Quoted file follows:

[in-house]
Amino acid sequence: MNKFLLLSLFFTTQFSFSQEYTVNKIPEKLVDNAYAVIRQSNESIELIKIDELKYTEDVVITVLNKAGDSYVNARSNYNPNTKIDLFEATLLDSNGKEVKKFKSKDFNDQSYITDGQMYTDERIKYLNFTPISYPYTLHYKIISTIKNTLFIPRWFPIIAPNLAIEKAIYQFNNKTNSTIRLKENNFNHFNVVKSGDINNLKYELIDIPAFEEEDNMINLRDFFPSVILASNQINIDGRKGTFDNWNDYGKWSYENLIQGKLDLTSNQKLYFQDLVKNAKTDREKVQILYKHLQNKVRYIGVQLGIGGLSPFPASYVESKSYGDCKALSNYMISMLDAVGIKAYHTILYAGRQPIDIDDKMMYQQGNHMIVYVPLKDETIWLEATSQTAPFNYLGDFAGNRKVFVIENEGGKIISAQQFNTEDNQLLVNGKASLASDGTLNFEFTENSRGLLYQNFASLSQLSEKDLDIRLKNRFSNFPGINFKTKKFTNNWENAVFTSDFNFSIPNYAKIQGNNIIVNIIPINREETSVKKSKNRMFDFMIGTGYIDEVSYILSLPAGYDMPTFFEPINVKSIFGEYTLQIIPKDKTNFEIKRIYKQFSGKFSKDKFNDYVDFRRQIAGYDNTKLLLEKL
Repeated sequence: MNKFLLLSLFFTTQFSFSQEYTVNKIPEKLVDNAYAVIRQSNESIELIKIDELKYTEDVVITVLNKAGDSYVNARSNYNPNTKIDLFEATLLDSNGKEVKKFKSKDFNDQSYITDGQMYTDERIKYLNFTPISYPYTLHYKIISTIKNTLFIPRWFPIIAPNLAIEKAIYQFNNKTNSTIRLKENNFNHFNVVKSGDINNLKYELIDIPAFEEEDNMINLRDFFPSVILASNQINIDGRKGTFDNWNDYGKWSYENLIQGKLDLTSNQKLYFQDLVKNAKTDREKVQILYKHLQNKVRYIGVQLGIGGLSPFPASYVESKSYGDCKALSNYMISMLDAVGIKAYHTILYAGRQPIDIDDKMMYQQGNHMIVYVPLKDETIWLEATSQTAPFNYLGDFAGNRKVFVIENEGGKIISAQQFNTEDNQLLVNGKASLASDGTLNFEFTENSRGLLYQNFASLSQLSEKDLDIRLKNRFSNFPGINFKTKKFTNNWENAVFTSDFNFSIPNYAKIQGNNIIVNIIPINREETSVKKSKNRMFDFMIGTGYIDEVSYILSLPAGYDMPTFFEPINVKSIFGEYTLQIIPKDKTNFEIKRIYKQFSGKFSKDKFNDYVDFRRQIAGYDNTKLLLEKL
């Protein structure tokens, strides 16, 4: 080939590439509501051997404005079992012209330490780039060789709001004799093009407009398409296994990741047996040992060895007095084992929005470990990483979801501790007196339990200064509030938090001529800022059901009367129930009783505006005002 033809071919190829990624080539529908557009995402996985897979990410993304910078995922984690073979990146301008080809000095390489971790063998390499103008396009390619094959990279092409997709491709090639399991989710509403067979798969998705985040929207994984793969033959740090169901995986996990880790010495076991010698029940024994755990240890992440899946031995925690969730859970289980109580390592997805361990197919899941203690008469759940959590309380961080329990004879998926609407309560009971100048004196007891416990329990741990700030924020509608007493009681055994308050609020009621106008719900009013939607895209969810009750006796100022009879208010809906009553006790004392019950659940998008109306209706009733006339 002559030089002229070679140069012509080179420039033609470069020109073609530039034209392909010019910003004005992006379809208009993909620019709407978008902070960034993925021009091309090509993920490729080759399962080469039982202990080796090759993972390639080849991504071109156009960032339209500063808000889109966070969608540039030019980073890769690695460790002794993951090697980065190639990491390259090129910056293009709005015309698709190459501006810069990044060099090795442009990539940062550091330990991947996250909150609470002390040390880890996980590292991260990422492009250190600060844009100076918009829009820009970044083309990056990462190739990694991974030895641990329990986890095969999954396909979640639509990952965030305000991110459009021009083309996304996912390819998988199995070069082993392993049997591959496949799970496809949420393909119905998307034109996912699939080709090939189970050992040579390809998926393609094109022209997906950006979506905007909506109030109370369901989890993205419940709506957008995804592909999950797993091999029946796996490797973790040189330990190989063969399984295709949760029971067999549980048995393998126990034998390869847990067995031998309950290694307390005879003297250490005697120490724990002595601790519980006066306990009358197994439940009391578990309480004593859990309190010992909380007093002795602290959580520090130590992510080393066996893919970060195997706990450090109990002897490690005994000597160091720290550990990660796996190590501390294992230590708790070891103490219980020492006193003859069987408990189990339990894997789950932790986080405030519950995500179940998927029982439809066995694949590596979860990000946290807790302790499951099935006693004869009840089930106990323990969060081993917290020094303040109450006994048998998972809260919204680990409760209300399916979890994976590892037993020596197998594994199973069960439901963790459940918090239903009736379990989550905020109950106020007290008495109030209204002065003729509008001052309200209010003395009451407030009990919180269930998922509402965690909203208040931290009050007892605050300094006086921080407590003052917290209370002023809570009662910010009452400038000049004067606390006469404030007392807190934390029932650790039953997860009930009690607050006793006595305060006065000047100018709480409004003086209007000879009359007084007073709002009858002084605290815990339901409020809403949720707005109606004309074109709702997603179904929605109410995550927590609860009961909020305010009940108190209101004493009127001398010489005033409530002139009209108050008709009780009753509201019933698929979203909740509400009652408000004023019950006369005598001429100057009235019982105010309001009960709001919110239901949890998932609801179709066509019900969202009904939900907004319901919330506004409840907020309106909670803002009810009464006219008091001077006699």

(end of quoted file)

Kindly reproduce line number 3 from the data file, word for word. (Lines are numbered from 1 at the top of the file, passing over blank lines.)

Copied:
Repeated sequence: MNKFLLLSLFFTTQFSFSQEYTVNKIPEKLVDNAYAVIRQSNESIELIKIDELKYTEDVVITVLNKAGDSYVNARSNYNPNTKIDLFEATLLDSNGKEVKKFKSKDFNDQSYITDGQMYTDERIKYLNFTPISYPYTLHYKIISTIKNTLFIPRWFPIIAPNLAIEKAIYQFNNKTNSTIRLKENNFNHFNVVKSGDINNLKYELIDIPAFEEEDNMINLRDFFPSVILASNQINIDGRKGTFDNWNDYGKWSYENLIQGKLDLTSNQKLYFQDLVKNAKTDREKVQILYKHLQNKVRYIGVQLGIGGLSPFPASYVESKSYGDCKALSNYMISMLDAVGIKAYHTILYAGRQPIDIDDKMMYQQGNHMIVYVPLKDETIWLEATSQTAPFNYLGDFAGNRKVFVIENEGGKIISAQQFNTEDNQLLVNGKASLASDGTLNFEFTENSRGLLYQNFASLSQLSEKDLDIRLKNRFSNFPGINFKTKKFTNNWENAVFTSDFNFSIPNYAKIQGNNIIVNIIPINREETSVKKSKNRMFDFMIGTGYIDEVSYILSLPAGYDMPTFFEPINVKSIFGEYTLQIIPKDKTNFEIKRIYKQFSGKFSKDKFNDYVDFRRQIAGYDNTKLLLEKL